• Miles Vorkosigan once lampshaded this trope himself. Being under five feet tall and, even after getting his bones replaced, delicate enough for most grown women to readily overpower, he noted that he was singularly unthreatening and "it made them bold."
  • In Isaac Asimov's novel "The Robots of Dawn," Gladia apparently felt this for Elijah. When he was in shock from being outside (since Elijah grew up in Earth's underground Cities) and helpless, Gladia found herself quite aroused, and Elijah woke to Gladia initiating foreplay with him.
  • In the novella A Taste of Honey, Femysade chooses Pretty Boy Aqib as her husband expressly because his submissive character and slight build turn her on. As an added bonus, he's also a couple of years younger than she is.

    Live-Action TV 
  • Angel: Although she'd flirted with him on Buffy a lot in the early seasons, once they change over to the spin-off, the possibility of intimacy with Angel doesn't come up in Cordelia's mind until she glimpses a world in which she never joined the agency. This resulted in Angel inheriting Doyle's visions instead, causing him to go mad.
  • Buffy the Vampire Slayer: Buffy tends to go for men who are much stronger than average, but she seems to find those same guys in Badass in Distress situations a turn-on.
    • Dawn reveals in one episode, regarding a recently-injured Riley: "Oh, she just said you look even cuter when you're all weak and kitten-y, and she'd better go solo, or you'd get hurt."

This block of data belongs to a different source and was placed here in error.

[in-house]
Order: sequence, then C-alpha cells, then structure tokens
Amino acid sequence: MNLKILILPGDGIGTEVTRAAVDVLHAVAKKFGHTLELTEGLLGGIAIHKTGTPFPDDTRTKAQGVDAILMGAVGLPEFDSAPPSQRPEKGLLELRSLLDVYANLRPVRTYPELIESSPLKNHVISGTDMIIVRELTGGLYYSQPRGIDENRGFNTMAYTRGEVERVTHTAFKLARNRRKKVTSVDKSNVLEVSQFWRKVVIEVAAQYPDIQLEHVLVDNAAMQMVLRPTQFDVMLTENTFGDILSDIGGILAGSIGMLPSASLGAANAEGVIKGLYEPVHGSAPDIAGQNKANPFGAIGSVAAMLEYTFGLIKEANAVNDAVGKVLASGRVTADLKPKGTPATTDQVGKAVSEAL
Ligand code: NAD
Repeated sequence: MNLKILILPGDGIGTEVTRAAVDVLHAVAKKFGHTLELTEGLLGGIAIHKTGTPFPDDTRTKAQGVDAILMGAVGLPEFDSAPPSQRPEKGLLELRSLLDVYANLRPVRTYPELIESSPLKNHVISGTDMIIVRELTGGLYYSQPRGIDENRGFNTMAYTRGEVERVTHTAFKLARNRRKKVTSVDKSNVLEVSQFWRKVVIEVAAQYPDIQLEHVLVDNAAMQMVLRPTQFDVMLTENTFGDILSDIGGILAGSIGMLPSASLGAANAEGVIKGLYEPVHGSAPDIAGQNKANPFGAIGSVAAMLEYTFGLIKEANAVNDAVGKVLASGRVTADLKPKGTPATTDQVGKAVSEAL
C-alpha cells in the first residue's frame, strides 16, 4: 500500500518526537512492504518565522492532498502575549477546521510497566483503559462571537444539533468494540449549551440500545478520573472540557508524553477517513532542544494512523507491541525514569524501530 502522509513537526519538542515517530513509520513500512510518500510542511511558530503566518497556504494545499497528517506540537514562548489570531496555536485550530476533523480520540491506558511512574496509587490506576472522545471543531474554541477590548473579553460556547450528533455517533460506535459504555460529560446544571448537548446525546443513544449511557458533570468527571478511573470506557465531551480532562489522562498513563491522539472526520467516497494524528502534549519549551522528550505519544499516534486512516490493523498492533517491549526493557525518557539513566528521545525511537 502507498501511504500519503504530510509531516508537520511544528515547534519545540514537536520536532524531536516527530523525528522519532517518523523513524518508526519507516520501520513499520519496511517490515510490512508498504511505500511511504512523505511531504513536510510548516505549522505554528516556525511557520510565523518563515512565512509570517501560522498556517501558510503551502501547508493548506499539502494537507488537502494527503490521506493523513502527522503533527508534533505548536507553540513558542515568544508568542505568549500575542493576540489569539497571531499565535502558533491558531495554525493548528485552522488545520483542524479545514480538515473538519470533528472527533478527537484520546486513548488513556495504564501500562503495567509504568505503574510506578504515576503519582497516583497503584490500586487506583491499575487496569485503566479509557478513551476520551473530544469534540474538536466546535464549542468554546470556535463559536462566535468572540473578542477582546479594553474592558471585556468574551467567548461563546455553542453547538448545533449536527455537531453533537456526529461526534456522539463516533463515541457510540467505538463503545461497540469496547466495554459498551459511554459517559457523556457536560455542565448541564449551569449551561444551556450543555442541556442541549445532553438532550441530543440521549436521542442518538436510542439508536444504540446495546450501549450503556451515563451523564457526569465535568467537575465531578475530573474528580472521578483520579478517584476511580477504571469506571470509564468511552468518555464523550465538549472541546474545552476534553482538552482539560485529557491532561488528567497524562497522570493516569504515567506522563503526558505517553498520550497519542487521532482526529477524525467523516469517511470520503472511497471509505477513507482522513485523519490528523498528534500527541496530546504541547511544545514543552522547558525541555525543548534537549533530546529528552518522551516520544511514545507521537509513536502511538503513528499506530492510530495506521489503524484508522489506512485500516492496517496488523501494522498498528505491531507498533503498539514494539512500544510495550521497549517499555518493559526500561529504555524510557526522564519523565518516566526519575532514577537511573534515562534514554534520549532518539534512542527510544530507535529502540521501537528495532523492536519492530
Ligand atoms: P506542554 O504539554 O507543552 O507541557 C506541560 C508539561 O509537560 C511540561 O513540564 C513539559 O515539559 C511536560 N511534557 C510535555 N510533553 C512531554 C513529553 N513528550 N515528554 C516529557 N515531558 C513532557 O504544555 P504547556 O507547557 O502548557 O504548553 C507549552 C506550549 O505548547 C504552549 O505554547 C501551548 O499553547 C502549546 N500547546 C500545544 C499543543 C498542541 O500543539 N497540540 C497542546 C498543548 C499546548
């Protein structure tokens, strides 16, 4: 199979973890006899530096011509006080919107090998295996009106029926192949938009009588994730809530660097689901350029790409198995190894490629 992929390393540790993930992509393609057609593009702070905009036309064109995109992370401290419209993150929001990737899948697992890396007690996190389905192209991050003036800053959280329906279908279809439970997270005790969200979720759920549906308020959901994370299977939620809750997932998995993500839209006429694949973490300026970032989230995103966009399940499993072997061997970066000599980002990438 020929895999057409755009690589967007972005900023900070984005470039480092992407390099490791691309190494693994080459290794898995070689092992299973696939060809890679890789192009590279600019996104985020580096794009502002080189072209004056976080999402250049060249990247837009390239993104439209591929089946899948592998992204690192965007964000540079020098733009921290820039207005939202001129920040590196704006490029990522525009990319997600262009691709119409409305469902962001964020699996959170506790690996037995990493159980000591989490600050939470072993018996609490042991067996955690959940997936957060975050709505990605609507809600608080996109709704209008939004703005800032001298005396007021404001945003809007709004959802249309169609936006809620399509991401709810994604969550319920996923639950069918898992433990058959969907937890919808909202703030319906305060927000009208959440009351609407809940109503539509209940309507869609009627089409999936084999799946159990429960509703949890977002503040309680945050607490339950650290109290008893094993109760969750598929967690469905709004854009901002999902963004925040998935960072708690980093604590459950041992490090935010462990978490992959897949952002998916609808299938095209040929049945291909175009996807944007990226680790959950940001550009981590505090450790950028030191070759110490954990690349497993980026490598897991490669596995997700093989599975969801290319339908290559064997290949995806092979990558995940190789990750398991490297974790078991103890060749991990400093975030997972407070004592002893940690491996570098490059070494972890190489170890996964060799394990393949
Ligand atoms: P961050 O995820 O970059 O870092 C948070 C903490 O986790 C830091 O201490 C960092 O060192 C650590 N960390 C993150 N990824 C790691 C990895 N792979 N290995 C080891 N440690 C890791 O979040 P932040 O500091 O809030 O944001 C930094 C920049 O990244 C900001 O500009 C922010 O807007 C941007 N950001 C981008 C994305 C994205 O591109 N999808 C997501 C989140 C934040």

• She also quite enjoys nursing Angel back to health and in the Season 8 Comics we discover one of Buffy's sexual fantasies involves Angel and Spike chained to her, with Buffy dressed in a Naughty Nurse Outfit.
  • On 3rd Rock from the Sun, Dick spent an entire episode struggling to get a date with various attempts at being cool and manly. At the end of the episode, he discovers that talking about what a loser he works much better.
  • Britta Perry on Community is a self-admitted example. In her case, it's usually played to reflect her own weaknesses, however, since it's suggested she only initiates relationships with deadbeats and losers in order to validate her own lack of self-worth.